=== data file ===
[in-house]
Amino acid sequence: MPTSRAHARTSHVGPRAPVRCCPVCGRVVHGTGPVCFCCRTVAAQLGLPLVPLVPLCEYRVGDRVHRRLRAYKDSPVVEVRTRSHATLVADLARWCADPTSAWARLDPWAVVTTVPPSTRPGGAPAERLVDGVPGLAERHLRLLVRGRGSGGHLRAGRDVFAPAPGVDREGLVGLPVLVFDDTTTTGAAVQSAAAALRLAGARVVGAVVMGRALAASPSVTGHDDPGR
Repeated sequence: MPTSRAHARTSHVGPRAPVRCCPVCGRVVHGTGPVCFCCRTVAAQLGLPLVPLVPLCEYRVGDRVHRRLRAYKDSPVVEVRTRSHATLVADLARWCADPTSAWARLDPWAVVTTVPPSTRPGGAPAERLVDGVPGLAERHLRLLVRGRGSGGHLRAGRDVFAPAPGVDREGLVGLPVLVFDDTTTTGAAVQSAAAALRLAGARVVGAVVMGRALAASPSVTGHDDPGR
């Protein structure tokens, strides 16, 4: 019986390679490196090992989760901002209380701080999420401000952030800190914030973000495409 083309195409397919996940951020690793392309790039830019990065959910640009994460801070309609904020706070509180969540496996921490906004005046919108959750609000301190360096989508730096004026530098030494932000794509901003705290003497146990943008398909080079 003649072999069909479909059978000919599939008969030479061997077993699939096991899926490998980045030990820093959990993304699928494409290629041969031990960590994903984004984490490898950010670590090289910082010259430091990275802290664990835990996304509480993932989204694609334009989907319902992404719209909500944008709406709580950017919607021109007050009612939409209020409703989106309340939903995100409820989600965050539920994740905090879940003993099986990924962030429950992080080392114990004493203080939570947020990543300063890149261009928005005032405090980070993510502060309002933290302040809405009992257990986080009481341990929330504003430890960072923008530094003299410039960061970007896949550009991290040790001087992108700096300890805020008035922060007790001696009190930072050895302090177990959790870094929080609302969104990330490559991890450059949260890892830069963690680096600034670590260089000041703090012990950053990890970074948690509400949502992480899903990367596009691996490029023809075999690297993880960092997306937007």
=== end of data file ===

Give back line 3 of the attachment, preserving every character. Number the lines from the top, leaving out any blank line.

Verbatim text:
Repeated sequence: MPTSRAHARTSHVGPRAPVRCCPVCGRVVHGTGPVCFCCRTVAAQLGLPLVPLVPLCEYRVGDRVHRRLRAYKDSPVVEVRTRSHATLVADLARWCADPTSAWARLDPWAVVTTVPPSTRPGGAPAERLVDGVPGLAERHLRLLVRGRGSGGHLRAGRDVFAPAPGVDREGLVGLPVLVFDDTTTTGAAVQSAAAALRLAGARVVGAVVMGRALAASPSVTGHDDPGR